A Love Letter To Place, Space, And The Need To Come Home.

Something in me had been restless in love for a long while.

I thought maybe it was the Midwest, that I was having some sort of rekindled romance with the Great Plains and cold lake water in the hot summer sun. Or about Chicago being the longest affair I’ve ever had, branding me as belonging that July, when I showed up with a U-Haul and cigarettes and devastating hope.

Or about turning 39 this year, and no longer feeling like all things are possible, wanting instead to choose to love intimately that which is impermanent and here now.

And maybe in its own way, it was.

It kept coming over me with all the scarlet-pulsed ache of nostalgia, or once forgotten memory, or recognition of something you can’t quite decipher, but if you just stay there for a few seconds longer, then maybe you’d be able to reach your hand out and grasp its arrival in your broken-open fist.

I was helping my friend move into her new apartment and life. I was carrying boxes into the front sunroom that would become the writing room. I was standing there, staring out of the large windows, looking out at a street that intersected in a T right where the apartment resided.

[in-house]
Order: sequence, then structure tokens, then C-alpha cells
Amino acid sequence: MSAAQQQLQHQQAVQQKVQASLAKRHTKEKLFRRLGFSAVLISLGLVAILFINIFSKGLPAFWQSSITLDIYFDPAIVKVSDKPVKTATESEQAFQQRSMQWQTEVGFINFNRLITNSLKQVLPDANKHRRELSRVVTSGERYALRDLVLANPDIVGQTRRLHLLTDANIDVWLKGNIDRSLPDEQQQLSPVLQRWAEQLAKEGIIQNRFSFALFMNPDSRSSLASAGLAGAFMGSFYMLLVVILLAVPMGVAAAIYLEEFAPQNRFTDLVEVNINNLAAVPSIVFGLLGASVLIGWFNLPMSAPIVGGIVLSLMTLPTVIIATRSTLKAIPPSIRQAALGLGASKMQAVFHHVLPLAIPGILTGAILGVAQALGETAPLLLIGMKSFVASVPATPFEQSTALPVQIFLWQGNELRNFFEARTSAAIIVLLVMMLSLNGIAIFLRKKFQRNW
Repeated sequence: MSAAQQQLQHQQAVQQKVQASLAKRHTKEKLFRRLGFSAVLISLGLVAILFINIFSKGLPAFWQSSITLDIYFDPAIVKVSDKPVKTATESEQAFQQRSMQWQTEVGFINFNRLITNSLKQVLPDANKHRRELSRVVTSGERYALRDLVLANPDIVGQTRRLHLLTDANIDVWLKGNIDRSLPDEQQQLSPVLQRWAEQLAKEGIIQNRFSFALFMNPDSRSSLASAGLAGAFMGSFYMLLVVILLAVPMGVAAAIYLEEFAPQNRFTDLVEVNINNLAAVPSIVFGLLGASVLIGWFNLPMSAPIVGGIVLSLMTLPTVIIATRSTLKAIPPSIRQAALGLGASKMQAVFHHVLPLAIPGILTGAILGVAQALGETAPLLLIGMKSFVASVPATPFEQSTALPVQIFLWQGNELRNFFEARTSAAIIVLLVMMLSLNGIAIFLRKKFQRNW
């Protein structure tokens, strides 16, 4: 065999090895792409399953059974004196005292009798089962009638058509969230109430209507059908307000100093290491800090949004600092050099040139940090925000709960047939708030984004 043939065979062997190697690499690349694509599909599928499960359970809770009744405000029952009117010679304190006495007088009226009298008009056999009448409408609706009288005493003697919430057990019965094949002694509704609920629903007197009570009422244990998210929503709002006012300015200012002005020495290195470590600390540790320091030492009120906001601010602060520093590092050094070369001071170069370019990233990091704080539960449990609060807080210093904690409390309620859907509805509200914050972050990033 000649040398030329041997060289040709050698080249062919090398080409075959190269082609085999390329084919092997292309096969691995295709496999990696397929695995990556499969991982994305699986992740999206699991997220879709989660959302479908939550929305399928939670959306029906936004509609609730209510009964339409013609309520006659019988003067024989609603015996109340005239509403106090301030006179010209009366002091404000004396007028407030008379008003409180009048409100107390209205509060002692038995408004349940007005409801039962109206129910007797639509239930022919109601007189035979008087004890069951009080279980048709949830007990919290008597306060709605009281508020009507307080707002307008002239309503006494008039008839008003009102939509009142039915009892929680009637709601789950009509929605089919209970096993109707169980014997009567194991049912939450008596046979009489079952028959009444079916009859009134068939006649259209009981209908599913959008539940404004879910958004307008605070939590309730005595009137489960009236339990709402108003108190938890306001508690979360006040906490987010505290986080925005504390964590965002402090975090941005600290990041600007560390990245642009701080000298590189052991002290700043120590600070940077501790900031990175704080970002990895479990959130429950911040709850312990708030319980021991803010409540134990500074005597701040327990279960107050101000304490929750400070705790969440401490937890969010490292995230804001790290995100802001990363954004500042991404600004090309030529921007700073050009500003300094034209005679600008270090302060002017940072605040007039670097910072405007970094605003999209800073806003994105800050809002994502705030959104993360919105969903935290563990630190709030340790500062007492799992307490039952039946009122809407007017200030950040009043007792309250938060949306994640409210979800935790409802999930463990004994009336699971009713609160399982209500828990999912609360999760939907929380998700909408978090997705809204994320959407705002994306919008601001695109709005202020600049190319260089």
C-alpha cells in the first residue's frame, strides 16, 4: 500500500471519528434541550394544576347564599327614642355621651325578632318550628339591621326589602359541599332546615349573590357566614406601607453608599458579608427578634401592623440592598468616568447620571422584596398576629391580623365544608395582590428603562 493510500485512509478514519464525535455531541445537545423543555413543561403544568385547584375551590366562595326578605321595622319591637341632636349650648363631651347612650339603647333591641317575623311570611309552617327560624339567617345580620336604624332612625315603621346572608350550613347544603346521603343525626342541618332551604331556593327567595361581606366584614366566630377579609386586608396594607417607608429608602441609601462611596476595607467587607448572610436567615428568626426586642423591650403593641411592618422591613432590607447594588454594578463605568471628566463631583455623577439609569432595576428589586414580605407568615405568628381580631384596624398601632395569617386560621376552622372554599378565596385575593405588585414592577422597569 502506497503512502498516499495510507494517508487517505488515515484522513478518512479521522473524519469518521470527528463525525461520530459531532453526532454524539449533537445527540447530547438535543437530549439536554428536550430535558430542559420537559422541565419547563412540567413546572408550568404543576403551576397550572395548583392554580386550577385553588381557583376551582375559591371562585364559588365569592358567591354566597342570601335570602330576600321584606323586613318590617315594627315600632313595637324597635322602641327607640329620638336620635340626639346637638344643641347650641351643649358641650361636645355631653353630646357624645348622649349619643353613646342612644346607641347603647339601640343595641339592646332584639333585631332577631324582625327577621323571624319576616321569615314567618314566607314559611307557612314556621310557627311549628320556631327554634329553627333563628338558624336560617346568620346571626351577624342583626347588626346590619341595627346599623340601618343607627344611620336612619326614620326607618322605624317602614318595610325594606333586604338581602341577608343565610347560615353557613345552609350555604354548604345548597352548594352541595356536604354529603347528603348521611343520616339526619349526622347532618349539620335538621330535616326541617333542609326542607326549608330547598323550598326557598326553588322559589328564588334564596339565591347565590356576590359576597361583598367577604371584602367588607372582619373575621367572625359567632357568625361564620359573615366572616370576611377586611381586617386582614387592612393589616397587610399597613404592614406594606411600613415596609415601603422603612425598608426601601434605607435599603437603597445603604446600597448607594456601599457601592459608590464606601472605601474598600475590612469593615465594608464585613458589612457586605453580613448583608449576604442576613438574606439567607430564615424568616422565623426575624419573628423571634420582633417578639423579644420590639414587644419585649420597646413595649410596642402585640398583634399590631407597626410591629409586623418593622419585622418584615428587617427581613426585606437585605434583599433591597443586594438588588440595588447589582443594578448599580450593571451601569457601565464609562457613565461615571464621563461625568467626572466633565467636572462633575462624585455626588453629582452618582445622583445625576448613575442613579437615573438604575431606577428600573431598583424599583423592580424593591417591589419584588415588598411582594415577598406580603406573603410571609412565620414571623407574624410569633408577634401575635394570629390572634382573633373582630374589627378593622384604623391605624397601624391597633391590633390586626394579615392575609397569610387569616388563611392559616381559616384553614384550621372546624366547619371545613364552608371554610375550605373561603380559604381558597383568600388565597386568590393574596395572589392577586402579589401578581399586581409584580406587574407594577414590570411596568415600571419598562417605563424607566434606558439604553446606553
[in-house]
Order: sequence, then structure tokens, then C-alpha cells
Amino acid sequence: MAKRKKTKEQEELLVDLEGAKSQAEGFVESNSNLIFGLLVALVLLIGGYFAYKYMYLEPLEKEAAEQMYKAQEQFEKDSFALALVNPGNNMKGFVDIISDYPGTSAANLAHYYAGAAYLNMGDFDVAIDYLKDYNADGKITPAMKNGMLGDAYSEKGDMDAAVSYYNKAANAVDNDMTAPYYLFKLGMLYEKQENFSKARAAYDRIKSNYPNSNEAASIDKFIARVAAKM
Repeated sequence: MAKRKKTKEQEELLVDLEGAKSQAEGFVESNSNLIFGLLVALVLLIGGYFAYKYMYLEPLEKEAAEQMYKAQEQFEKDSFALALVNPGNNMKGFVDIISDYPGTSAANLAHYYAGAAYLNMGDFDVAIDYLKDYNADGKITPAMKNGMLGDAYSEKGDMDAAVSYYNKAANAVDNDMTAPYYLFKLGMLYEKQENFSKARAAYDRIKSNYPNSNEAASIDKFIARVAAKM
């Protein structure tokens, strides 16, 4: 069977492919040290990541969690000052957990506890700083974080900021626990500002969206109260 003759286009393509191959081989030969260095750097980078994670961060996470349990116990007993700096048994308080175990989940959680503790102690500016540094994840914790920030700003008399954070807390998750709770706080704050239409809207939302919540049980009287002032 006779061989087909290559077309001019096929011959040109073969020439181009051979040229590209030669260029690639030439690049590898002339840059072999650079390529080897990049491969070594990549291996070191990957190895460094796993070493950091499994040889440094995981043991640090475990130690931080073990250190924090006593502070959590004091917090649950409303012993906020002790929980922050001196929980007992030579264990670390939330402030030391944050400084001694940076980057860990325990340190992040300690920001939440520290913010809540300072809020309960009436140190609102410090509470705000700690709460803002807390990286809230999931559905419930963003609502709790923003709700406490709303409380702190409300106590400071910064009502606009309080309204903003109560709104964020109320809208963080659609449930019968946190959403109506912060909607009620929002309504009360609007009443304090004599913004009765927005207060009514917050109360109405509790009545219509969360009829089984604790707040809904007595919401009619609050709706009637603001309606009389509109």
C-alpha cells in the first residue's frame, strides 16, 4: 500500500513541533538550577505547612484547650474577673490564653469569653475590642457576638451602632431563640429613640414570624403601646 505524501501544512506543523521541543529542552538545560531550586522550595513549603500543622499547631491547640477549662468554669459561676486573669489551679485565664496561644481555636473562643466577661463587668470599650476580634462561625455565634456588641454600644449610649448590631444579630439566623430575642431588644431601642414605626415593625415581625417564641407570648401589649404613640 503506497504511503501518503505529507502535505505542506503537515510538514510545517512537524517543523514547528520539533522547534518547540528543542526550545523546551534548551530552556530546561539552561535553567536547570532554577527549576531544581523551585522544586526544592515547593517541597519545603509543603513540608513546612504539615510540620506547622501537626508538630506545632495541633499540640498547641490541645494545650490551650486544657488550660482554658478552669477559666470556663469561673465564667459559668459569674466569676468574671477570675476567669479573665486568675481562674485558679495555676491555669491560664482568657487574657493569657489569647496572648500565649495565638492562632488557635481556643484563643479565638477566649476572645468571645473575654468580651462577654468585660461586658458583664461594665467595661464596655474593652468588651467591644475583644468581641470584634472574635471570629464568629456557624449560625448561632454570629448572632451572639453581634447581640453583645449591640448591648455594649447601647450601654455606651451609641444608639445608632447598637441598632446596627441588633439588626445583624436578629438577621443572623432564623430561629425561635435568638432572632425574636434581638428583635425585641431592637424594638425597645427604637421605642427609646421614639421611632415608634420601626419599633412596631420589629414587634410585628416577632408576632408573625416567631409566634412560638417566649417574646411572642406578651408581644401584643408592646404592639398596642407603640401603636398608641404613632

I could see a long way down the wide street with its fat trees and old flats, and the El made its rumble close by, while summer made patterns of shadows and umbrellas of branches on the sides of buildings. And I almost couldn’t breathe for the love of it. This moment. This new apartment of hers that was so instantly familiar in its bones.

This moment of crossing over when the heat returns and so much seems open, the way the leaves create that dappled pattern on the concrete when light breaks through, so it feels like the ground itself is moving or trying to speak. This street that could have been the first street I lived on when I moved here all those years ago. How comforting its familiarity felt, as if it had always been here, waiting for the arrival.